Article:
Wow what a wild night! We decided to venture out for what we believed and turned out to be, one of the greatest fireworks shows on earth. We planned the spot arrived hours early and prepared ourselves for camping out, French style: sipping Champagne in the park.
Then came the people . . . and more people. By the time the fireworks were ready to begin we were fearing for our safety. No Joke. At one point the police drove 8 blue vans with a motorcycle in the lead though the crowd of thousands, displacing people willy nilly. These shots are before it got crowded!
The French themselves are incredibly tolerant and peaceful. I applaud them and after observing them tolerate people stepping on their belongings, toes and fingers multiple times I was amazed that the only time a fellow got riled was when a rude youth almost stepped on his child rather than go around. I on the other hand was another story. I am not sure where the feeling of invasion of personal space comes from but I seem to suffer from it rather badly. It was not the French locals causing such issues but the large groups of people whose culture seems to know no personal boundaries. They thought that was ok to push, shove, lean and generally make themselves at home on my lap. When I mentioned that I would enjoy a wee bit more elbow room they seemed really put out. I therefore clarified myself a bit and the issue seemed to resolve itself. Then the little gypsy child tried to run off with the backpack that I was standing on. Sneaky little so and so . . . Oh and then this happened . . . ??
This guy was making a delivery amongst 1000’s of people packed so tight it took him 5 minutes to pass in front of us ha ha ha.
Later back at the Tower the music began and the show started in earnest. All was put aside as the singing and general merrymaking began. There was a part of me that cried out,” God, just get it over with, start the bloody fireworks already so we can all go home!” Then they did start and while holding my belongings securely and being incredibly spacially aware with Darla in tow, I had the incredible pleasure of enjoying a display of music, enthusiastic singing, light and pyrotechnics incorporating the iconic Tour Eiffel to an amazing effect. Just cool, I kept thinking how cool is this?!?
The show ended and the crowd slowly parted as we stood still just waiting for the space to breathe again. Eventually we said goodbye to the neighbors we liked 😉 and made our way down the street.
We stopped a block or so away to take a picture for Darla’s mom and then continued on a bit more.
It was then I looked back and saw a large plume of smoke rising in front of the tower and wondered what was on fire. I took this picture and left it at that till we got home. Turned out a fireworks truck accidentally caught fire.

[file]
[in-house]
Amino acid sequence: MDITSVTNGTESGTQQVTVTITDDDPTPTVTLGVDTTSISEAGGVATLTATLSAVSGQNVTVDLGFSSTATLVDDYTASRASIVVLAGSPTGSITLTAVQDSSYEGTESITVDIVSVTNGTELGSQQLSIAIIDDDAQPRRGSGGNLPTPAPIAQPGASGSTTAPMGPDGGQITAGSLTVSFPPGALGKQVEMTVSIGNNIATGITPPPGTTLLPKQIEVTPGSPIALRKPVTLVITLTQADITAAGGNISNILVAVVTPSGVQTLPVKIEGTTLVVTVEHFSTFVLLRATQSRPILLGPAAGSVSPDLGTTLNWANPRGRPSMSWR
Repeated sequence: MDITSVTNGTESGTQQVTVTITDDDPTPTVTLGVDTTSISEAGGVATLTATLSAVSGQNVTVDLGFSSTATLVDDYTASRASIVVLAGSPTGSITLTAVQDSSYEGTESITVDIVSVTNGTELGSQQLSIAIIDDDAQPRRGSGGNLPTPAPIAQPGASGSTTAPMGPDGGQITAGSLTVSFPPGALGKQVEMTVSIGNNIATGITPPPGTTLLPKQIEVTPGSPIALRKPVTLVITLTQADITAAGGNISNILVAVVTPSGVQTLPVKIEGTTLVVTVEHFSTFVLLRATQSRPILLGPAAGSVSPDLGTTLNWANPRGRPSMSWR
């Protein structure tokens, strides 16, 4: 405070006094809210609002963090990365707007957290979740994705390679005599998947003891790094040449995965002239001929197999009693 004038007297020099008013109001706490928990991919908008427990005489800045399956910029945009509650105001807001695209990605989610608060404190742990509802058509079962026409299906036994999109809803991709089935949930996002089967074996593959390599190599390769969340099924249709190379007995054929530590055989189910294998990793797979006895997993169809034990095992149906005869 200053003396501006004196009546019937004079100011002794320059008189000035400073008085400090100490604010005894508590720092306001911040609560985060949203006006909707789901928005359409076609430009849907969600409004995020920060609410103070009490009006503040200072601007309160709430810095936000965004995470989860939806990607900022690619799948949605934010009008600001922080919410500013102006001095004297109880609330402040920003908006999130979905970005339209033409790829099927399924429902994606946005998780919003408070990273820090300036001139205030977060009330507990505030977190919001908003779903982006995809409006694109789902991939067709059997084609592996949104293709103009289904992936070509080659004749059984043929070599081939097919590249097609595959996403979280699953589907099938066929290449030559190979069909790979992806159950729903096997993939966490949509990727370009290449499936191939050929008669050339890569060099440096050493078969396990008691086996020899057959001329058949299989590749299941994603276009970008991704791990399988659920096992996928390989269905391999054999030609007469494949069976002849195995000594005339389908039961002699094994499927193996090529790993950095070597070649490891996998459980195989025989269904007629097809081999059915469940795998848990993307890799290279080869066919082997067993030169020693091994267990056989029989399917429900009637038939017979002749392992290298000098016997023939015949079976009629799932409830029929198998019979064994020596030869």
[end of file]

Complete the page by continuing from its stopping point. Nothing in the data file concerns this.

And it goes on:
My final rant: I am glad we did it. I am glad we got to experience the whole thing but I will never put us in that situation again. I felt that way even before we heard the news about Nice. We were so vulnerable there. We endeavor never to be in a situation where we could be victimized and this was undeniably that. The police are woefully ill equipped to deal with these kinds of events. It is and should be our responsibility to care for our own safety. We will not be exposing ourselves to this kind of situation again.
With regard to the cowardly, despicable act in Nice last night, people who don’t value their own life will never value other peoples lives. That is the challenge we all face. How to live and thrive on this planet and allow others to do the same? Everyone inherently knows this, yet so many in power disregard the truth for greed and power. Assholes! K nuff said, to all my family and friends all around the world I love respect and miss you all. Till we meet again, peace out…
The correct way to pronounce 9 French brand names you’ve been saying all wrong
Who hasn’t had one of those slightly embarrassing “seen-it-but-never-said-it” moments with a high-profile foreign brand?Especially with a French brand.
Brands hailing from francophone speaking countries are tricky for an untrained ear, considering French is a language you can’t really pronounce phonetically.
But be it because of a language barrier or just simple unfamiliarity, below are some of the most frequently mispronounced French brand names accompanied with a Parisian’s pronunciation.
Merci a Lucas Paszkowiak pour la prononciation en Française.
1. Yves Saint Laurent
3. L’Occitane en Provence
I am so excited to share the news that I have been invited again, to join the crew of the Eleonora, the largest yacht to ever race in the largest sailboat race in the world! The “Race Around the Island” (Isle of Wight Island)
I truly am humbled and inspired that I have the opportunity to be a part of an incredibly talented group of people doing a world class event. The previous race was small, although a big deal, to this race; the largest of its kind.
Just to give you an idea of the scale of this regatta and the yacht I will be helping to man, I am attaching a few pix from other years races. I have raced several times in the Newport to Ensenada race in California and it is an absolutely crazy start. There are hundreds of yachts there and this race is even larger! We will be starting first at 7am and behind us, it will be absolute pandemonium and organized chaos. It will be fun to watch the smaller, faster boats come up behind us. We are the Biggest but not the Fastest. We will have the opportunity to view close up, some of the finest sailing vessels in the world striving to catch us!!
Wish us good wind and fair seas!